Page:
Imagine driving on a highway at your normal speed -- let's say 120 kilometres an hour (we're telling the truth here). Now imagine you have no engine, no exterior, in fact ... no car. You are just a fe...
Imagine driving on a highway at your normal speed — let’s say 120 kilometres an hour (we’re telling the truth here). Now imagine you have no engine, no exterior, in fact … no car. You are just a few inches off the ground and between you and that hard surface there’s a bit of fibreglass and some steel. And oh, you are hurtling downwards at a steep angle, rocketing around sharp curves, sometimes upside down and driving blind.
That’s what Bob Gasper, P.Eng., used to do in his spare time while holding down a day job as a consulting engineer in Calgary. Today he rarely gets up to that speed, but thanks in part to his engineering background, he’s helping other slightly insane Canadians to go even faster.
The sport of luge was as foreign to Gasper while growing up in the little farming community of Bruno, Saskatchewan as were skyscrapers. In fact, he wasn’t much good at any athletic endeavour. This remained true through his university mechanical engineering education in Regina and Saskatoon, and his initial years in the consulting business in the early 1980s in Lloydminster. But a brief encounter with a friend who was starting a luge club, and the fact that peers scoffed at his desire to try such a dangerous sport, gave him the motivation.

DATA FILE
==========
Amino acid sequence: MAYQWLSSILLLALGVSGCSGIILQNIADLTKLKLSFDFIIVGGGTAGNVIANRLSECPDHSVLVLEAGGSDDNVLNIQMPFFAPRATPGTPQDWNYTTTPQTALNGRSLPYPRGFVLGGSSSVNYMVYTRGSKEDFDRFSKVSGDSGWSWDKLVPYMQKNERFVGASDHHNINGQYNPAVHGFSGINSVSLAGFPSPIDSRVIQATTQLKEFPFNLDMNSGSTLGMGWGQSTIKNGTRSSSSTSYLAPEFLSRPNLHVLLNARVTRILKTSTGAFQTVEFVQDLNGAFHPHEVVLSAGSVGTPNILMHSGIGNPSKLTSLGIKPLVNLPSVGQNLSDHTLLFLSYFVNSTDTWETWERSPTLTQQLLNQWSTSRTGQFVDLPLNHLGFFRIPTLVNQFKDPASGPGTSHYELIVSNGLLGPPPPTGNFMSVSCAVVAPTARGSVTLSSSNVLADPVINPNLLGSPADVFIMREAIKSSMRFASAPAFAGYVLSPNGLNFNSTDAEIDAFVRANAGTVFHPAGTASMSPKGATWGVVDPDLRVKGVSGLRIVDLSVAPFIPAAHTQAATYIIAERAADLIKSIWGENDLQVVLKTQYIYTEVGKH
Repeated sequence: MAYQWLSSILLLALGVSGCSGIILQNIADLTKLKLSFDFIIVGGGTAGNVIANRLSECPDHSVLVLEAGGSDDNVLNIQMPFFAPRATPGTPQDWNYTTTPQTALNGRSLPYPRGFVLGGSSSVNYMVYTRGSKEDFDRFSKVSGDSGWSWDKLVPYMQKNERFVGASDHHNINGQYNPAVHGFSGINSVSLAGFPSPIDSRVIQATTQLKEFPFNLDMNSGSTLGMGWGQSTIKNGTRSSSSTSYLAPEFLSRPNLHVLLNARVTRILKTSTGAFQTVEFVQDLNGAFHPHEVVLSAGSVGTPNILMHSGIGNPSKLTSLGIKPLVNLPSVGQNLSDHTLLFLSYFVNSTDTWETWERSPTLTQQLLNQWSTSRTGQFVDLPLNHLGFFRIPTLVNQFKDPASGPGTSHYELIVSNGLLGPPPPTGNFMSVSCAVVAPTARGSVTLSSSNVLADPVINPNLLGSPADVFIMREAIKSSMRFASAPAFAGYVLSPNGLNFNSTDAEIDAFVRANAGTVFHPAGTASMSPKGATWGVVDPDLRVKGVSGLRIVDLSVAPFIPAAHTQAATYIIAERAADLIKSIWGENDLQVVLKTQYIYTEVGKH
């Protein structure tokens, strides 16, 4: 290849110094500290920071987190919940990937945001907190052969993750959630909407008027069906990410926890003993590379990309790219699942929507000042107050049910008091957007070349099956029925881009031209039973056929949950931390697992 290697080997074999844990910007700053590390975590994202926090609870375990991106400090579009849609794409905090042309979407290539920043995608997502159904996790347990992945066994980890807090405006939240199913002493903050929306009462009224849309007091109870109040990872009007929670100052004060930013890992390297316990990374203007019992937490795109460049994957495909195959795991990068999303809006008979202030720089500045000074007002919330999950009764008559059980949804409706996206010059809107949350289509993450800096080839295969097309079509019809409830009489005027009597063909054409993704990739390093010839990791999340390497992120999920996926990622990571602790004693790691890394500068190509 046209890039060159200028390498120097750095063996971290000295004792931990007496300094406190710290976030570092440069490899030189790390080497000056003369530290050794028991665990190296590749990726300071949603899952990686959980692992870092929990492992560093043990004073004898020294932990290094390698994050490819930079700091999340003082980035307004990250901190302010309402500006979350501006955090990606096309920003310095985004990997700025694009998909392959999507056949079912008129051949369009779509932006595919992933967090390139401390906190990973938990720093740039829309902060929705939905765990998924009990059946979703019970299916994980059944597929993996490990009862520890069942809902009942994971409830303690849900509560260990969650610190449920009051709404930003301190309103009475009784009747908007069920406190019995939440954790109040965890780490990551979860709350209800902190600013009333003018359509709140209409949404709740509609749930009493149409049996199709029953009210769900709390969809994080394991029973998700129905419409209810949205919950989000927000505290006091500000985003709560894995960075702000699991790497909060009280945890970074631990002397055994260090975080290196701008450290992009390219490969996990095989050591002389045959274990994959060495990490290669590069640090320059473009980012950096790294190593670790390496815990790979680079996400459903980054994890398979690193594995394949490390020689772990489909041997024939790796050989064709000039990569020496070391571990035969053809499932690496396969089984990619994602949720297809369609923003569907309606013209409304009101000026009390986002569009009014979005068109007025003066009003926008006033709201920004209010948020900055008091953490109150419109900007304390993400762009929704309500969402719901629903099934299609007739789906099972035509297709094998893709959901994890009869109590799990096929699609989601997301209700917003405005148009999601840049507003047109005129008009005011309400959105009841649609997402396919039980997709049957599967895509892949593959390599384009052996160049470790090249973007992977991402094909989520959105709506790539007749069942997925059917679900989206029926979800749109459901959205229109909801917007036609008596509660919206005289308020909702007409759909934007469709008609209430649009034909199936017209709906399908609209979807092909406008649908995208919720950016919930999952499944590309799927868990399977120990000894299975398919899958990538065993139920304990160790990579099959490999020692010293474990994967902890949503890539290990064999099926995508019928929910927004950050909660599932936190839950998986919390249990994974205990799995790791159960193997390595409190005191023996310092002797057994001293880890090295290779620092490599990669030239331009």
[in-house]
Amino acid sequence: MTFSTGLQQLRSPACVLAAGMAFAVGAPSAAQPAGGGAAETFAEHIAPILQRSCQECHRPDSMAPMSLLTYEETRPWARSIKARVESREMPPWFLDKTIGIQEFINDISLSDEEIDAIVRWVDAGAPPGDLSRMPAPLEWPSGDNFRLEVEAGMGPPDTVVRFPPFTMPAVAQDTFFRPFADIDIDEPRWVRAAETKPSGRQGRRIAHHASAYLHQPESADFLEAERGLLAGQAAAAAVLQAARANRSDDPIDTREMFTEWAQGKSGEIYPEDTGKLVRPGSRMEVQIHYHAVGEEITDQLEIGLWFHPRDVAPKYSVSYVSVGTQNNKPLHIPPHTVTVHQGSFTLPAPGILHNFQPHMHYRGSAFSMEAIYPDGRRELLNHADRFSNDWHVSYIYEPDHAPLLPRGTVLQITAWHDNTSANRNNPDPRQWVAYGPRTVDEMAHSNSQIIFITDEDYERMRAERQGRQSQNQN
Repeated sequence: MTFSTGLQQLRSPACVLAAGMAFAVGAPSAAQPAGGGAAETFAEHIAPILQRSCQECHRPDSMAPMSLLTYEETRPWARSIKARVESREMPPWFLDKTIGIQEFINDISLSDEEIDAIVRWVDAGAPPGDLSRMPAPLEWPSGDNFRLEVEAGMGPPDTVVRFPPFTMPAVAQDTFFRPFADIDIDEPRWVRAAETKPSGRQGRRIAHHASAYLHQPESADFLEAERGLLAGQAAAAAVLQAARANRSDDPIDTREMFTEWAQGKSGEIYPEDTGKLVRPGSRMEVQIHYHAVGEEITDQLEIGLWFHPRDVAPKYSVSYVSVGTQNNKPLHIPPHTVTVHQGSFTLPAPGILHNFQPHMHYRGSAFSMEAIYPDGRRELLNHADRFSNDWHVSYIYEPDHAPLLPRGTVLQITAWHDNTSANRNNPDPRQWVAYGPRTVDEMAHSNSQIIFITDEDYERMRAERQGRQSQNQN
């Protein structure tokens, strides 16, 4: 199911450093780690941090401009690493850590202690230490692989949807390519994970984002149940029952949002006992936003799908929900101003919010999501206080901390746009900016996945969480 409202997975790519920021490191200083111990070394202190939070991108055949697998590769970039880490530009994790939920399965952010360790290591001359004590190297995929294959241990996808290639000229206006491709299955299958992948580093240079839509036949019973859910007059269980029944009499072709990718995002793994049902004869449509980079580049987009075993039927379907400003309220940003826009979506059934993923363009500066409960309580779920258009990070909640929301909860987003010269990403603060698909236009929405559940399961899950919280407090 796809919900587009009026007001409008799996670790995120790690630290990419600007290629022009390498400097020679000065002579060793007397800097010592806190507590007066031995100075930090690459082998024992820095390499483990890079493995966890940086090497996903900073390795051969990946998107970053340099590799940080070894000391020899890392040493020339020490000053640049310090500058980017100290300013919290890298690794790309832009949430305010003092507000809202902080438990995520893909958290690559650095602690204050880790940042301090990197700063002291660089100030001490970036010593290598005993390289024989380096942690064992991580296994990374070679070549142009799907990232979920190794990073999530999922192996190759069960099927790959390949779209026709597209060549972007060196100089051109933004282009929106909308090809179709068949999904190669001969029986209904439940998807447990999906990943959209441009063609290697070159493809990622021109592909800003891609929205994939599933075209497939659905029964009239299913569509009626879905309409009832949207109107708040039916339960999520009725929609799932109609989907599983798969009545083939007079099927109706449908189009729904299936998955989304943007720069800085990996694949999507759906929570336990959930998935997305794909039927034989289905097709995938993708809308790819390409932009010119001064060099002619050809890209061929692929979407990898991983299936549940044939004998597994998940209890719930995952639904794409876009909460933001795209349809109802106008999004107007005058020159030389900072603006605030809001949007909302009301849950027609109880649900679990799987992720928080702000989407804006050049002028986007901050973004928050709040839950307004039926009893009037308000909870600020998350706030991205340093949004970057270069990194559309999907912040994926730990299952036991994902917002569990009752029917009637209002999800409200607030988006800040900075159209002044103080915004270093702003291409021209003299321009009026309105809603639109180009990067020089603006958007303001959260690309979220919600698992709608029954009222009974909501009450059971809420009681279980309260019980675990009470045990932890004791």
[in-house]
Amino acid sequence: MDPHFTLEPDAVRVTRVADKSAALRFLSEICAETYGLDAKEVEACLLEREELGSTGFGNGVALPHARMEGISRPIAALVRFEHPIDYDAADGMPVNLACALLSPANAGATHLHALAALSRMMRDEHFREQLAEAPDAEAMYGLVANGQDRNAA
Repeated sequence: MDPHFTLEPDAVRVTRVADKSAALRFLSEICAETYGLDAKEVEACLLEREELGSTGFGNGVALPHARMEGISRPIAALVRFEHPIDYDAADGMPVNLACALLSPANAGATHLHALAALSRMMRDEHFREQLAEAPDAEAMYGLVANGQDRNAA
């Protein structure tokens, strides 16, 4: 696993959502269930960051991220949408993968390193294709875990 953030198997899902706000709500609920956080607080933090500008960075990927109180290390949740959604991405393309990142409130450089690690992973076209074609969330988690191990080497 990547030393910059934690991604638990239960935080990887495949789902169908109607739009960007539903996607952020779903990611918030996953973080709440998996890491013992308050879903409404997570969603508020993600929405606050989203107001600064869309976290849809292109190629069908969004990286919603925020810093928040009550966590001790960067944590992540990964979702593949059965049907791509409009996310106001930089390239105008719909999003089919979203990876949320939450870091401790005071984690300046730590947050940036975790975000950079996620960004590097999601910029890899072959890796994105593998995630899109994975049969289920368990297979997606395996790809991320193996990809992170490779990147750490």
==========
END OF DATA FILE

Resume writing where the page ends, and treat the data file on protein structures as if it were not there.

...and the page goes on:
With the 1988 Winter Olympics approaching in Calgary, the province of Alberta put money into building a world-class luge track and developing lugers. After an unpromising start, Gasper began to show good results and managed a fourth-place finish at the 1985 Canadian championships. Soon he switched to doubles, and became an excellent driver. A driver is required to lie on his back virtually on top of his partner, making split-second decisions and guiding the careering sled with subtle shifts of weight.
He and Andre Benoit competed in the 1988 and 1992 Olympics, coming tenth in the former, thus marking a new Canadian achievement. With Clay Ives, Gasper beat that accomplishment with an eighth place showing at Lillehammer in 1994, nine-tenths of a second off the gold medal mark.
As an engineer he comprehended some basic things about the sled. “I understood the principles of acceleration and physics,” he says. “Races are won and lost in the slowest part of the track, the beginning part. When you make a mistake at slow speed the time difference between what could have been your finish and what your actual finish time will be compounds itself all the way down.” He also understood the properties of fibreglass and steel, and how steel slides on ice. This knowledge helped him to start designing his own sleds in the early 1990s.
Gasper says that 25 per cent of success in luging is based on equipment. If its design is in any way inferior to a competitor’s, it will rob its riders of the tenths of seconds that mean the difference between victory and defeat. When he retired at age 35 in 1994, he came up with a blueprint for others to design their own sleds. This January, Calgary Luge Club junior class sliders used two of his sleds to win gold and silver at the Canadian Luge Championships.
Today Gasper is senior project engineer at McDonald Engineering Group in Calgary. He hasn’t found anything in engineering that can electrify him like his former sport. “It was like flying an F-18 jet fighter in conjunction with a Formula One race car,” he says. “It was the ultimate speed rush thrill.” But such thrills came with a cost. Gasper suffered horrific crashes, including one that was called “career ending” when he flew off the track at about 100 kilometres an hour and drove his head into an observation tower, sustaining a severe concussion and a badly broken arm.
Maybe being a hard-working engineer, feet firmly on the ground, isn’t so bad after all?Shane Peacock